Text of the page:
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Intravascular lymphoma in a dog (case report)
Lymphomas belong to the most common and also most aggressive neoplasias in dogs. But in this animal, the signs are very unusual and consist in both neurological and hematological problems. Also uncommon: the diagnosis was made antemortem...

A 5-year-old, castrated male mixed-breed dog was presented for paraparesis, ataxia, hyperesthesia, and thrombocytopenia of 5 months’ duration and recurrent seizures during the preceding 2 weeks.

Multifocal neurological, ophthalmological, pulmonary, and cardiac diseases were identified.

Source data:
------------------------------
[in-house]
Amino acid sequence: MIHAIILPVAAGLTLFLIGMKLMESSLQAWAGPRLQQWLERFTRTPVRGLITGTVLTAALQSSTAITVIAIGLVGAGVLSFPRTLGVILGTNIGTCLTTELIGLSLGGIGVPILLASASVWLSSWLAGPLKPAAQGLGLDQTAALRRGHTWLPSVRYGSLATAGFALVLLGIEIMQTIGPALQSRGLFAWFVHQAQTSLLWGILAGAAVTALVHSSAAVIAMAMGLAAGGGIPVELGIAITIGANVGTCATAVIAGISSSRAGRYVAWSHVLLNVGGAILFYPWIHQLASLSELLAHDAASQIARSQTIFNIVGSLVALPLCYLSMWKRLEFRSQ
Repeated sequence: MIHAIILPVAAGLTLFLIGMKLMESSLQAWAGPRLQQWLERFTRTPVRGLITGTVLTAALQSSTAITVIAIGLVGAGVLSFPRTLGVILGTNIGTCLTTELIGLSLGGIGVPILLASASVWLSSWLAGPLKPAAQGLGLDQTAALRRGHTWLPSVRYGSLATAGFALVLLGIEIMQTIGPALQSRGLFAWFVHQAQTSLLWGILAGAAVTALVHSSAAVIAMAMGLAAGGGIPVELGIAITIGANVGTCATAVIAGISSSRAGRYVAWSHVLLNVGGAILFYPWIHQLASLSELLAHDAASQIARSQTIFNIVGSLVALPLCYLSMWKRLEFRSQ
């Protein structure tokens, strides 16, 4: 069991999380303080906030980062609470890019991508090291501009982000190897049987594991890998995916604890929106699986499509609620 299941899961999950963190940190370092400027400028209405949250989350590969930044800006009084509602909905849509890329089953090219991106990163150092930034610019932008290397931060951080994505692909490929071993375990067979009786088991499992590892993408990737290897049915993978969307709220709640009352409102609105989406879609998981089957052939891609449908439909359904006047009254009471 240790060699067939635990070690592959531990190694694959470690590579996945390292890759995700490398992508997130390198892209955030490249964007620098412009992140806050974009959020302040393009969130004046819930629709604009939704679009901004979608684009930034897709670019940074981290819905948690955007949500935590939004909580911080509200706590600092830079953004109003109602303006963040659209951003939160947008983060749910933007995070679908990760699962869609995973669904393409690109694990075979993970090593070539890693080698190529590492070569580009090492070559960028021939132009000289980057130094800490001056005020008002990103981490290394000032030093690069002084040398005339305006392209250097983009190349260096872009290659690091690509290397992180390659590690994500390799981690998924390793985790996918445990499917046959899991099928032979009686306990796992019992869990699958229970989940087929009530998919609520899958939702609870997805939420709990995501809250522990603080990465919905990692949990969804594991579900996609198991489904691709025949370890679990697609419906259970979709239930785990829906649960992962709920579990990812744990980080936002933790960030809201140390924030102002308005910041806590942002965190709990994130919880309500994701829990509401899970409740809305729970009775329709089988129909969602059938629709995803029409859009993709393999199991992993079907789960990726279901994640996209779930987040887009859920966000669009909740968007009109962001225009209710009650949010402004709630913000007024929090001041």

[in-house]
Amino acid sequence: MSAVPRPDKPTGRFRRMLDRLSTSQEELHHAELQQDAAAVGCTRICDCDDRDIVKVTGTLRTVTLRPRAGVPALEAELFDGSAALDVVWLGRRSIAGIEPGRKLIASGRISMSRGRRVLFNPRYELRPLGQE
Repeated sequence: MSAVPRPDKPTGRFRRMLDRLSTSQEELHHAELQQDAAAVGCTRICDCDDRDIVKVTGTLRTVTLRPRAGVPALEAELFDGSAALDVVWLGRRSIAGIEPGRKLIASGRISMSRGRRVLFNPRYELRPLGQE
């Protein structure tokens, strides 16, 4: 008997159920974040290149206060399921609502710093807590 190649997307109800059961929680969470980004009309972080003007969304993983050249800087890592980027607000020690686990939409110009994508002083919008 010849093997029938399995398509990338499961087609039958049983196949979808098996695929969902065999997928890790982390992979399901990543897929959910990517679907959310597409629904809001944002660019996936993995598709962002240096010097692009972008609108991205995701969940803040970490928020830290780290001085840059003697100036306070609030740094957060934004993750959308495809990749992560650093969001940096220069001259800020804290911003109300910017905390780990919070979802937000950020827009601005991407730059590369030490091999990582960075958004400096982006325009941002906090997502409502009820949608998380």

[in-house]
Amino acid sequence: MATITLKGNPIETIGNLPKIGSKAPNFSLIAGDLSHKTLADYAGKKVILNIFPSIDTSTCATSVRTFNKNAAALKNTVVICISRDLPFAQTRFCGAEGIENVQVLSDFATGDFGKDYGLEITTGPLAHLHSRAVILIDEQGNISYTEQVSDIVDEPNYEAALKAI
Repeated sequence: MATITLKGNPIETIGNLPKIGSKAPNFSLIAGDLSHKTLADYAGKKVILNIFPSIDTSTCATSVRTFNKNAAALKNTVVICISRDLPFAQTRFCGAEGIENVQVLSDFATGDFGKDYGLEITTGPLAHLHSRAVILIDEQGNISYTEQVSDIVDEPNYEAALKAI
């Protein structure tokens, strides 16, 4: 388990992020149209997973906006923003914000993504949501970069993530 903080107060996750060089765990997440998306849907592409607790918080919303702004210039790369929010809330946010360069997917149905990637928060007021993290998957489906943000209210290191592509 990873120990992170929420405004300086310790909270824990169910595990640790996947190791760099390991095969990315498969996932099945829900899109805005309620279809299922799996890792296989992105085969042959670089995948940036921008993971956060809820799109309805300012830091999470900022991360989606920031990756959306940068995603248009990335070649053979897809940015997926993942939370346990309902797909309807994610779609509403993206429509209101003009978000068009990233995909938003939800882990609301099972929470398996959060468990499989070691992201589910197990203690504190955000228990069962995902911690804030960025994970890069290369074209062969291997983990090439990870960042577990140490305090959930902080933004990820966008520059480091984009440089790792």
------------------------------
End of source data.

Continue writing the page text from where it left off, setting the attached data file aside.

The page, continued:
Magnetic resonance imaging and cerebrospinal fluid analysis supported a tentative diagnosis of neoplastic or inflammatory disease.

A computed tomography-guided biopsy provided both cytopathological and histopathological evidence of intravascular lymphoma.

The disease progressed despite chemotherapy with prednisone, L-asparginase, and vincristine.

Postmortem histopathological examinations suggested intravascular lymphoma in the central and peripheral nervous systems as well as in multiple other organ systems. This is the first description of an antemortem diagnosis and treatment of intravascular lymphoma involving the central nervous system of a dog.


Source: William W. Bush, Juliene L. Throop, Patricia M. McManus, Amy S. Kapatkin, Charles H. Vite, Tom J. Van Winkle (2003): Intravascular Lymphoma Involving the Central and Peripheral Nervous Systems in a Dog. In: Journal of the American Animal Hospital Association 39:90-96 (2003)




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SMALL ANIMAL PRACTICE

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